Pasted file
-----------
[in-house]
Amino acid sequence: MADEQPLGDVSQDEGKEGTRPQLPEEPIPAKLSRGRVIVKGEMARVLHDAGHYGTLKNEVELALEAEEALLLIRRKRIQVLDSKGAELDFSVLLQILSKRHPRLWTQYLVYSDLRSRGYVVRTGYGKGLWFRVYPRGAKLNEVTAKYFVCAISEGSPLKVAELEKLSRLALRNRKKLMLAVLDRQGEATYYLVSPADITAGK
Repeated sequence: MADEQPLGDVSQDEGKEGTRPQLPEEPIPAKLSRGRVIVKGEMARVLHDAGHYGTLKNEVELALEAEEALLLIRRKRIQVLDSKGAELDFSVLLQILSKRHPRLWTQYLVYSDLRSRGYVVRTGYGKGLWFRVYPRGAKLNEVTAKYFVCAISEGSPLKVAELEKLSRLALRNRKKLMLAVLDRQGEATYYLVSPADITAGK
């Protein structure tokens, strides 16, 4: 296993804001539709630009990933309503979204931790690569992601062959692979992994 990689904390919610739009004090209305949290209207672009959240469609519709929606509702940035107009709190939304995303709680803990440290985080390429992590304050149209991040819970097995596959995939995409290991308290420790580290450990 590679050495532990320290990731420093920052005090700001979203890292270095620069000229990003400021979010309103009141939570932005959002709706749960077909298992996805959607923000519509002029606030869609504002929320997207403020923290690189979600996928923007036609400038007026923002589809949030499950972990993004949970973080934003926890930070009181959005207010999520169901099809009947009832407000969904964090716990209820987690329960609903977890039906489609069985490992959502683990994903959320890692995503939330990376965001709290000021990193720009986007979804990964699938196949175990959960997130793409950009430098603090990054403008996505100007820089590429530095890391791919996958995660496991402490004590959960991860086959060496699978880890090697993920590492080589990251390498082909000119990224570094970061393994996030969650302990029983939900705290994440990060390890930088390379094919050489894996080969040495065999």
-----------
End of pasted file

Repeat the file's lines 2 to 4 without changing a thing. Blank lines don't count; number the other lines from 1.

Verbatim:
Amino acid sequence: MADEQPLGDVSQDEGKEGTRPQLPEEPIPAKLSRGRVIVKGEMARVLHDAGHYGTLKNEVELALEAEEALLLIRRKRIQVLDSKGAELDFSVLLQILSKRHPRLWTQYLVYSDLRSRGYVVRTGYGKGLWFRVYPRGAKLNEVTAKYFVCAISEGSPLKVAELEKLSRLALRNRKKLMLAVLDRQGEATYYLVSPADITAGK
Repeated sequence: MADEQPLGDVSQDEGKEGTRPQLPEEPIPAKLSRGRVIVKGEMARVLHDAGHYGTLKNEVELALEAEEALLLIRRKRIQVLDSKGAELDFSVLLQILSKRHPRLWTQYLVYSDLRSRGYVVRTGYGKGLWFRVYPRGAKLNEVTAKYFVCAISEGSPLKVAELEKLSRLALRNRKKLMLAVLDRQGEATYYLVSPADITAGK
């Protein structure tokens, strides 16, 4: 296993804001539709630009990933309503979204931790690569992601062959692979992994 990689904390919610739009004090209305949290209207672009959240469609519709929606509702940035107009709190939304995303709680803990440290985080390429992590304050149209991040819970097995596959995939995409290991308290420790580290450990 590679050495532990320290990731420093920052005090700001979203890292270095620069000229990003400021979010309103009141939570932005959002709706749960077909298992996805959607923000519509002029606030869609504002929320997207403020923290690189979600996928923007036609400038007026923002589809949030499950972990993004949970973080934003926890930070009181959005207010999520169901099809009947009832407000969904964090716990209820987690329960609903977890039906489609069985490992959502683990994903959320890692995503939330990376965001709290000021990193720009986007979804990964699938196949175990959960997130793409950009430098603090990054403008996505100007820089590429530095890391791919996958995660496991402490004590959960991860086959060496699978880890090697993920590492080589990251390498082909000119990224570094970061393994996030969650302990029983939900705290994440990060390890930088390379094919050489894996080969040495065999």